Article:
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How Cuphead Was Made and Struggled Finding The Right Protagonist

Apr 11, 2024
Cuphead is the result of two brothers' lifelong dream of making a video game. Chad and Jared Moldenhauer grew up in Regina, Saskatchewan during the 1980s, and spent all their time watching 1930s cartoons, playing run-and-gun video games like Megaman, and coming up with their own games. When they were 10 years old, for example, they had drawing contests to see who could draw the scariest and most powerful monsters. Soon, his games became increasingly complex. Chad built castles in the living room, protected by bastions and foot soldiers, while Jared and his other siblings were tasked with taking them down with a single shot from increasing distances.
how cuphead was made and struggled finding the right protagonist
They would also map out complicated board games with multiple winding paths. The young brothers promised each other that when they grew up they would create their own video game together. Over the years, they've kept their creative spirit alive on several different platforms. QBASIC was perfect for creating multiple role-playing and adventure games and Sony's hobbyist development hardware called Net Yaroze was the brothers' choice for developing a samurai side-scrolling game. In 2000, Chad and Jared even attempted to create a full Cuphead-like game, but the technology of the time


it very difficult to do so, let alone make money without online distribution platforms like Steam.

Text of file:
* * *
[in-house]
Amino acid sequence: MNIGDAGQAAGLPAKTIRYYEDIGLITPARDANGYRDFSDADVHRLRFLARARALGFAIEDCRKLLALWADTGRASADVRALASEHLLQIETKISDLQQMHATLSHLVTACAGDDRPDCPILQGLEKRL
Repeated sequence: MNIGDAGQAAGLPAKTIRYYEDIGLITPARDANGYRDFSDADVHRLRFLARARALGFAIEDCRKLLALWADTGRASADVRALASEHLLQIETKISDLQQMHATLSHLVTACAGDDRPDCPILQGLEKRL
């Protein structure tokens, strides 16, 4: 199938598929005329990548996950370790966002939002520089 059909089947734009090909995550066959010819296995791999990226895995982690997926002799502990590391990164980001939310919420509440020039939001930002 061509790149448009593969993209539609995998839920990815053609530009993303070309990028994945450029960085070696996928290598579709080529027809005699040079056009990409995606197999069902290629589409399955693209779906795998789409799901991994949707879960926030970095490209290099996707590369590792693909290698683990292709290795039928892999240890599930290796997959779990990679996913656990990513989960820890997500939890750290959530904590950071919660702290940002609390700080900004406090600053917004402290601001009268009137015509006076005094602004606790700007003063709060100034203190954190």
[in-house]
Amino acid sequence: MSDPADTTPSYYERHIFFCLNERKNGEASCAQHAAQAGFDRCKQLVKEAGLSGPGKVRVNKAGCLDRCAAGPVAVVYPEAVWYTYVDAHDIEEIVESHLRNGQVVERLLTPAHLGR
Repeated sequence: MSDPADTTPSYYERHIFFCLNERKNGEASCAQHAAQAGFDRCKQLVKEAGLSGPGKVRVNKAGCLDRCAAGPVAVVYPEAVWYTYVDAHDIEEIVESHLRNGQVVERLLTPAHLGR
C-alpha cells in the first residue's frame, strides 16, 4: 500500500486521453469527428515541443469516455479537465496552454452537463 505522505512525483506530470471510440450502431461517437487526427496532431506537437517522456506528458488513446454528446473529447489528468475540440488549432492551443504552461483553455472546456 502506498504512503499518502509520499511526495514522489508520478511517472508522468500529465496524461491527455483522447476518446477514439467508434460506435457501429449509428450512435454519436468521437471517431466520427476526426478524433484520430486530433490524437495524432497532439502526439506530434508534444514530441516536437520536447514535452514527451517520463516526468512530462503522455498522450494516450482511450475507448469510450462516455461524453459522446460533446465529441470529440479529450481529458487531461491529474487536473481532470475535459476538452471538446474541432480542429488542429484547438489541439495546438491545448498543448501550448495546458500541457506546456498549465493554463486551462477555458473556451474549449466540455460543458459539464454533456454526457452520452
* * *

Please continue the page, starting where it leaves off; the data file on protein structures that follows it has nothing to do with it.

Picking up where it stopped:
how cuphead was made and struggled finding the right protagonist

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how cuphead was made and struggled finding the right protagonist...

Furthermore, adulthood separated them. Jared stayed in his hometown of Regina to work in the family business as a construction worker, while Chad moved to Oakville, Ontario, to work as a graphic designer, eventually founding his own advertising agency. Life just got in the way of his childhood promise. However, despite the distance, the brothers still spoke frequently on the phone and continued to dream of one day creating and publishing a video game together. That dream became a reality again during the indie gaming boom around 2010, leading to the creation of a documentary called “Indie Game: The Movie.” After Chad and Jared saw the history of the development of Super Meat Boy, a game created by two developers, it was impossible to keep their own dream on hold any longer.